There are 10 types of people in this world: those who understand binary, and those who don’t.
That’s an old joke. I remember hearing it in 2001 or 2 when I was learning about IP scopes, ranges, and how to calculate the binary value of an IP address. Definitely can’t do that today (and who needs to in the age of Google)! It’s one of those arcane exercises that you had to do when you were going through networking theory.
Recently, though, I read a similar tongue-in-cheek statement about coders:
The world will be separated by those that can code, and those that can’t.
Something like that. While that seems extreme, it is certainly the reality in the tech startup world right now. You either code, or you don’t. If you don’t, you better be someone that has a lot of money (an investor), knows about money (a finance guy), a designer, or a lawyer. Technical Program Managers need night apply ;)
For me, I had a series of interactions over a week or so which reinforced that if I want to add immediate value to the startup world, I need to be writing code, and not just managing developers and debugging existing code.
- I started working with a new founder and he was looking for a “full-stack developer co-founder.” As we talked more about what that meant, it didn’t matter to him that division of labor made more sense, and that more gets done in less time with a team, and that developers don’t necessarily have entrepreneurial personalities. He was after his full-stack developer co-founder.
- In doing market research on how I could position myself as an MVP Technical Consultant (Minimum Viable Product consultant) in the startup world, I ran across this oped on a Minimally Viable Co-founder. The author is damned near rude about Product Owners ;)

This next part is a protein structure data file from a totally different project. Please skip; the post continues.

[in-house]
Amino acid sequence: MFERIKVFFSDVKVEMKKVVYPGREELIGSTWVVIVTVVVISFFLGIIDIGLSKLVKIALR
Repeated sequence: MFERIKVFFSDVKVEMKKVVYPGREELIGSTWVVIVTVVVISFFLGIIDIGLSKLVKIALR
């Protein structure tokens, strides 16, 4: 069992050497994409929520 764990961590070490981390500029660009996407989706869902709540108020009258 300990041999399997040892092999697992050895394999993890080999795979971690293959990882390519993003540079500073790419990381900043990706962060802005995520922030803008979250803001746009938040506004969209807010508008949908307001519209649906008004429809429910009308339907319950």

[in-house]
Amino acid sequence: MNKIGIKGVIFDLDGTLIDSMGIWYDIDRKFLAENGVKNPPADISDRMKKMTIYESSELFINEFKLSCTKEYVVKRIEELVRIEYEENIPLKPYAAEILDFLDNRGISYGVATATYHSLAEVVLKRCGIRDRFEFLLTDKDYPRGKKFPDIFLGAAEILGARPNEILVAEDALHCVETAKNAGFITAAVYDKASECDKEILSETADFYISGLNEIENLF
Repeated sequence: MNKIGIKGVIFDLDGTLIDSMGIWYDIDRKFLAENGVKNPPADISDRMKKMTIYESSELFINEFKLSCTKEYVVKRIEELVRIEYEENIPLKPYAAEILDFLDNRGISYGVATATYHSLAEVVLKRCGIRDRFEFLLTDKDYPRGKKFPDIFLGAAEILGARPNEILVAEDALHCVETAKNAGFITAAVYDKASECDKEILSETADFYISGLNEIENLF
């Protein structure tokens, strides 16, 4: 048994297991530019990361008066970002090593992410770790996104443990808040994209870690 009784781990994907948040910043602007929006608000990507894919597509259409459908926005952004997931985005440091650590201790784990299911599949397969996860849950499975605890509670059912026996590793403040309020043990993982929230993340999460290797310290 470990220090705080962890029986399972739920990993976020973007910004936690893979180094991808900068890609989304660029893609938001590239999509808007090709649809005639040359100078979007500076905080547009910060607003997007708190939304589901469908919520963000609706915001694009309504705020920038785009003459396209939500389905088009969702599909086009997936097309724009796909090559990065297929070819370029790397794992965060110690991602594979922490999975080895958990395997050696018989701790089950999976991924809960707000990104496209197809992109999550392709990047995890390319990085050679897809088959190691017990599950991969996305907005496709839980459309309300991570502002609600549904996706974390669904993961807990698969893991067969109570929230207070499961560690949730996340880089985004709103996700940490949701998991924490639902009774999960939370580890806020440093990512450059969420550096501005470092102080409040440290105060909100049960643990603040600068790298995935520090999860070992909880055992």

- The experience a day or so after that at New Tech Boulder, mentioned in Day 1, really drove it home for me. Founders are out there looking for their Full-Stack Developer Co-Founder...if they’re not developers themselves.
Lastly, I love Derek Sivers' story of CD Baby, and I respect Ash Maurya's methodologies and practical approach to launching and iterating on a startup. Both of them remind me that the unicorn does exist, and it's a better idea to be the unicorn than to work for or hire the unicorn.
Today’s Log and Notes
- Watch out for that "!"
- Codeacademy's case sensitive validation will bite you sometimes if you're trying to get fancy :-/
- Intro to dot notation and bracket notation to objects...I actually think this is a review o.O Maybe I just didn't know what it was called before.
- Getting into methods.
Time Coding: 1 hour.
Pushups: 1 (rest day? o.O) I did ride my bike ten miles to and from this Baby Goat cafe though.